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Insights: Legislative Session Ends; Vital Bills Await Fate

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September 7, 2018

End-of-Session Legislative Report

The two-year legislative session officially ended at midnight on August 31. More than 200 bills were considered on that last day and hundreds more during that week. Those bills that made it past both houses now sit on the Governor’s desk until he either signs or vetoes each measure.

The CCC is closely monitoring the Governor’s actions, and you can expect to see a variety of alerts from the Catholic Legislative Network to urge either a signature or veto. The Governor has 30 days to act on any bill that is sent to him.

 

Reverence for Life, Family Bills

Sadly, SB 320 (Leyva, D-Chino) now sits on Gov. Brown’s desk. SB 320 mandates that all public universities in the state provide chemical abortion drugs in their on-campus student health centers. The CCC has challenged this bill for nearly two years now, and it will be of vital importance that the Governor hears from Catholics far and wide to urge a veto.

AB 2289 (Weber, D-San Diego) would establish a state-wide family and sick leave policy for young parents that: 1) grants parental leave of at least eight weeks to a student who is a parent or is soon to be a parent, 2) grants a parenting student four excused absences per school year to care for a sick child, and 3) notifies a pregnant or parenting student of their educational rights and options.

In an unexpected, but welcomed move, the author of AB 2943 (Low, D-Campbell) pulled his bill that would have prohibited mental health providers from performing sexual-orientation change efforts.  The bill went beyond the original intent and purpose of the Consumer Legal Remedies Act and impermissibly abridged expressions that are protected by the California and U.S. Constitutions.  Assemblyman Low vowed to work with more groups to refine his bill in the future.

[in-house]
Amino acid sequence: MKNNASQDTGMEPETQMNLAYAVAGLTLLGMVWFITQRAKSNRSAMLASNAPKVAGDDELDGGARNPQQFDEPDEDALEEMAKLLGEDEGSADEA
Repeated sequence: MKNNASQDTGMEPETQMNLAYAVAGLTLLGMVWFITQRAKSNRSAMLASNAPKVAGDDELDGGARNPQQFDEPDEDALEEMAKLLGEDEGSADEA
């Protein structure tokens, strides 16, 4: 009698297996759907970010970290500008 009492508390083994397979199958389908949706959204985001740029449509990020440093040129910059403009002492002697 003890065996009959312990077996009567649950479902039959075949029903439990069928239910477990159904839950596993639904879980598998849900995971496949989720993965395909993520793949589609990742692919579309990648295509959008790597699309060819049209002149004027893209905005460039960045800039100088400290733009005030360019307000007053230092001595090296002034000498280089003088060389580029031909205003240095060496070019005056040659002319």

Watch for upcoming Action Alerts, where appropriate, on these bills.  View a list of all the Life and Family bills on our website.

 

Important Education and Environmental Bills Await Signature

This legislative session saw an abundance of important education bills. The number of underprepared teachers working in California’s classrooms has more than doubled in just three years.  As a top education priority, the CCC advocated several measures to strengthen our statewide K-12 teaching force for all students – especially those most in need.

AB 2285 (O’Donnell, D-Long Beach) will recruit more out-of-state teachers in high-demand subjects. This was passed and signed into law earlier this year.

SB 577 (Dodd, D-Napa) will allow community colleges to offer teacher credentialing programs for those areas with low college-going rates or limited access to teacher credentialing.  AB 2547 (McCarty, D-Sacramento) will train and mentor beginning educators through creative teacher residency programs that equip them to stay in the profession.  Both of these bills are awaiting signature by the Governor.